What exactly is business credit? If you're trying to start up your own business, you need to be familiar with this all-important term, and what it means for you.
In many ways, credit is similar to an individual's personal credit. It's a measure of how trustworthy you are when it comes to borrowing money or making payments over time. Just like a person with bad credit will have a hard time getting a loan or credit card, so a business with poor credit will have difficulties getting loans or setting up payment plans. Lenders look at your history and see if you've been faithful to previous commitments, and if you've had trouble before (in their minds), you'll probably have trouble this time.
Business is measured on a scale from 0 to 100, with a higher score being better. 75 or above is usually considered to be an outstanding rating. Personal credit is measured from 300 to 850, with 680 or above being an excellent score.
Who reports on your business credit? As is the case with personal credit, there are 3 major bureaus that keep information about businesses: Experian, Equifax, and Dun & Bradstreet (which is not a personal credit bureau). When you apply for any kind of credit – loan, credit cards, etc. – the lender orders a report from one or more of these bureaus to see how you've been doing. Even small things like utility payments are reported, and even if you have just one late payment, you'd better believe it's going to be on your file. Fortunately, one late payment is not a huge deal, as long as it does not happen again.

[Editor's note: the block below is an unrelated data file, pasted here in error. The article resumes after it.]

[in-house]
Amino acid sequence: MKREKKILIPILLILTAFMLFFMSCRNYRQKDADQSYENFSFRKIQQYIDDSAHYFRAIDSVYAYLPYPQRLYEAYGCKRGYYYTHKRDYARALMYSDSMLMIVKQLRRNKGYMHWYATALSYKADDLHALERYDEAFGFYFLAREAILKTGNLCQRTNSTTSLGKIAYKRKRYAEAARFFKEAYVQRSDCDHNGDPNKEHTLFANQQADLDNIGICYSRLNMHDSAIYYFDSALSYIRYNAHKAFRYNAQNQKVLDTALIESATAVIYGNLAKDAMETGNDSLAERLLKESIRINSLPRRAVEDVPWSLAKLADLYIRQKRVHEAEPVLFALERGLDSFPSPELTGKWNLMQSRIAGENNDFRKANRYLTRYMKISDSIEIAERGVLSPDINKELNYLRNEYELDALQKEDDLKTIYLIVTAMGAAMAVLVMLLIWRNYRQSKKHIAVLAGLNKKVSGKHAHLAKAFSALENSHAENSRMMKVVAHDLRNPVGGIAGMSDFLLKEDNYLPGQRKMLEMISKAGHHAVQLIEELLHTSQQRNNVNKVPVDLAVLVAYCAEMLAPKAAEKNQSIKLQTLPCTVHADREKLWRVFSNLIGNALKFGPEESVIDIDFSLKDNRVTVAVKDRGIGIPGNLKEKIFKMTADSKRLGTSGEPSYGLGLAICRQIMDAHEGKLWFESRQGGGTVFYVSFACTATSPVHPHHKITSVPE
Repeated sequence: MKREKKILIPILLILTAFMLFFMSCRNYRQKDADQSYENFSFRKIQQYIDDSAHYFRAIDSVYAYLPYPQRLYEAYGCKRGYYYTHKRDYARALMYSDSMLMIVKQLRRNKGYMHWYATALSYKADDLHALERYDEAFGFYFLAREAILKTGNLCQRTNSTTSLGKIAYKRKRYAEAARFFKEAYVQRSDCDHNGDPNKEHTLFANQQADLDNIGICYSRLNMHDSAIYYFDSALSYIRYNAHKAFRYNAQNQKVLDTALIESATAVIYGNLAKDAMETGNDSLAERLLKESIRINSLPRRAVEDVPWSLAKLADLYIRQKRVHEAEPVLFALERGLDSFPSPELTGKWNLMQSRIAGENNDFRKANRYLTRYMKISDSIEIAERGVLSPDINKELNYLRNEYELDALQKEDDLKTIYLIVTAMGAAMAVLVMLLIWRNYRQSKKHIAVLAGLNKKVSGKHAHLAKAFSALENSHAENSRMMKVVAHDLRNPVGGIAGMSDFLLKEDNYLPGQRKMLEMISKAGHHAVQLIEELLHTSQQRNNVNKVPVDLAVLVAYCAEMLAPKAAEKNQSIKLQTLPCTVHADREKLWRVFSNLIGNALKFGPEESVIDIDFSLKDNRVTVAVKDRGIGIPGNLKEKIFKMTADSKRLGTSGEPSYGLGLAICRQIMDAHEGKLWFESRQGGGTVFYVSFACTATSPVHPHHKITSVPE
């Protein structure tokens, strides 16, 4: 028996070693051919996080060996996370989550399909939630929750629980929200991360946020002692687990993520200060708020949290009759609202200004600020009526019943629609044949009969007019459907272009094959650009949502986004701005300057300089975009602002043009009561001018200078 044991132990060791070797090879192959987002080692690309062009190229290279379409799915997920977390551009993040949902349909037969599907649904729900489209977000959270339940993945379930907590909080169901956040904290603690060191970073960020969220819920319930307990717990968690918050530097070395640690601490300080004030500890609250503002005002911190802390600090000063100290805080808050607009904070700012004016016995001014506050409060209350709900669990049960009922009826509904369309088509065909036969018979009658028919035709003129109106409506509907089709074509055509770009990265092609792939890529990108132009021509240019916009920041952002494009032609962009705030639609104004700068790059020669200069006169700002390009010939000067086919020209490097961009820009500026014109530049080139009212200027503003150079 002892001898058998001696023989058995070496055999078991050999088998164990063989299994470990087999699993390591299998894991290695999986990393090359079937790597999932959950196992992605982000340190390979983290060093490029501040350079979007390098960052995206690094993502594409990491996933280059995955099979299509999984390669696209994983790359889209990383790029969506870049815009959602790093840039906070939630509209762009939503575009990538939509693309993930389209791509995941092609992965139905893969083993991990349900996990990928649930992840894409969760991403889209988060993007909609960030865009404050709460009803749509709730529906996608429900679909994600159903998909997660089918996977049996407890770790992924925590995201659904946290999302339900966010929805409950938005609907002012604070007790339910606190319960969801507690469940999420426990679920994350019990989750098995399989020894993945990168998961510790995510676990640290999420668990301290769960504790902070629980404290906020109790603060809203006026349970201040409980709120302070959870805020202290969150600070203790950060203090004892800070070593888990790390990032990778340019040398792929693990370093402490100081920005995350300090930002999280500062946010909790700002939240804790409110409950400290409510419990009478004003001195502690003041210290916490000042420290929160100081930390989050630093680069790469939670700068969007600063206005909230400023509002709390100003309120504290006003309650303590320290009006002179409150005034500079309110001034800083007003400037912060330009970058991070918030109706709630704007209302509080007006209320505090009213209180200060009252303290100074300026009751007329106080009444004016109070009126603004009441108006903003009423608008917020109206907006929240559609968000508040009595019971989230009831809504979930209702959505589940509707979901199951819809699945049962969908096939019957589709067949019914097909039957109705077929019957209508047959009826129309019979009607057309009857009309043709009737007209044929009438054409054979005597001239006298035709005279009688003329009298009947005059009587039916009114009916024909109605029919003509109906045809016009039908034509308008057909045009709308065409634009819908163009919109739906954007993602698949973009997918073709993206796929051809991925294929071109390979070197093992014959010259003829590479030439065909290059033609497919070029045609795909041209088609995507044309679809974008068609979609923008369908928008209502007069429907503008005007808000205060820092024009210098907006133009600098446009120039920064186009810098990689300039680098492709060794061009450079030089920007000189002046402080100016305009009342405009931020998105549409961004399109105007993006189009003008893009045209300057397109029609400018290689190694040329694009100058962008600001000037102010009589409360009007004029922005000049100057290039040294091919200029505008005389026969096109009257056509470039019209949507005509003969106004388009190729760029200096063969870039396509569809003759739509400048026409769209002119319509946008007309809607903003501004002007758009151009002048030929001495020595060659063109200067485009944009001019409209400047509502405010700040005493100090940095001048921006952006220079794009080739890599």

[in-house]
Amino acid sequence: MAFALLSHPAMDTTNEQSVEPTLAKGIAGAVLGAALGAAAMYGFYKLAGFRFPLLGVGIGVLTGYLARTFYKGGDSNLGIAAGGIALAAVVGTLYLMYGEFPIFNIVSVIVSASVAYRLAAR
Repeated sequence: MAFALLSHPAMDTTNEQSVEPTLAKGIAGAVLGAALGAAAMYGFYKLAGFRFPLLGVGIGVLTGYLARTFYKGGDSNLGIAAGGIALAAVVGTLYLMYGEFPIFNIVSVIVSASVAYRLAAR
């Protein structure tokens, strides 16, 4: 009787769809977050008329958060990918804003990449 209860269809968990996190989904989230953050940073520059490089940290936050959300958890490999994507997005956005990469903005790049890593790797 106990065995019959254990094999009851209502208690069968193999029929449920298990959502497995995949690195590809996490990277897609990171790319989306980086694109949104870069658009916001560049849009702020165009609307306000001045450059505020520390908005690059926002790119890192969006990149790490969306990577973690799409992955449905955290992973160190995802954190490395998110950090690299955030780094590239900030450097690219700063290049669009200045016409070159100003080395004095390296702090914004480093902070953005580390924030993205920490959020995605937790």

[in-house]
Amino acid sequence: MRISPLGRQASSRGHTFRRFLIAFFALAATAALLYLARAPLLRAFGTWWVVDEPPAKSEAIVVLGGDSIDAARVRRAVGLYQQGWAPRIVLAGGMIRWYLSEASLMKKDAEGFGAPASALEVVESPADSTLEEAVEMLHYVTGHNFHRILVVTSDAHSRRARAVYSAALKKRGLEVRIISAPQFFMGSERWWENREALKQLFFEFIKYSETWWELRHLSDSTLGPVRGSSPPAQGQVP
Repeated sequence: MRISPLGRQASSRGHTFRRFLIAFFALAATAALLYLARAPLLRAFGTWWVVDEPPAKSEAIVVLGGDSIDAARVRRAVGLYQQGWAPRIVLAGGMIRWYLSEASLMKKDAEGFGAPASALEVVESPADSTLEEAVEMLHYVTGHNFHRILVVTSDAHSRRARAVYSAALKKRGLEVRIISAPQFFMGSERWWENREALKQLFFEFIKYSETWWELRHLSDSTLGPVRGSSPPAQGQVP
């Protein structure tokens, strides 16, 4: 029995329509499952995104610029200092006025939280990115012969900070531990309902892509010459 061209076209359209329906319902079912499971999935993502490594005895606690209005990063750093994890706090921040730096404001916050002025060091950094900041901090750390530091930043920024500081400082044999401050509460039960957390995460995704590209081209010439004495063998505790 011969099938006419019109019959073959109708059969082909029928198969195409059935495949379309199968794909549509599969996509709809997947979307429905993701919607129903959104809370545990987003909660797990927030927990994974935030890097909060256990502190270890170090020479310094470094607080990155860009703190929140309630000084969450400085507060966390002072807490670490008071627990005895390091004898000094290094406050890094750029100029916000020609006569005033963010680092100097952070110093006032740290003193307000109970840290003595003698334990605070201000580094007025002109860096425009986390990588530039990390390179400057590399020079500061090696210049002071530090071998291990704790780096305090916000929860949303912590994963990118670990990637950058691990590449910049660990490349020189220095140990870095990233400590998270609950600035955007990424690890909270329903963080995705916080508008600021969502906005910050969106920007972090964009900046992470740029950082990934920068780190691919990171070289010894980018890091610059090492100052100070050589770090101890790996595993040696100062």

Why is credit business so important? As mentioned before, your credit is basically a summary of how trustworthy you are. You can give the most convincing speech to a lender, but if your credit is bad, it tells them that you can not be trusted when you borrow money. Almost any company that you try to set up a payment plan with is going to take a look at your business credit history and make a decision from it.
Business is taken into consideration in other situations as well, and not just in lending of money. If you try to establish a partnership with another company, you can be sure they'll look at your credit history to see whether it would be a wise decision or not. Also, if you need to lease any equipment to expand your business, your credit will again be a factor.
You can see how your credit appears to lenders in the same way that an individual would. You can order your business credit report from any of the major bureaus, and see if the information in them is accurate and favorable. If there is a blot in your history that would make a negative impression on a lender or potential partner, you should take steps right away to improve your business credit so that they can see that you're proactive and are taking charge of your credit.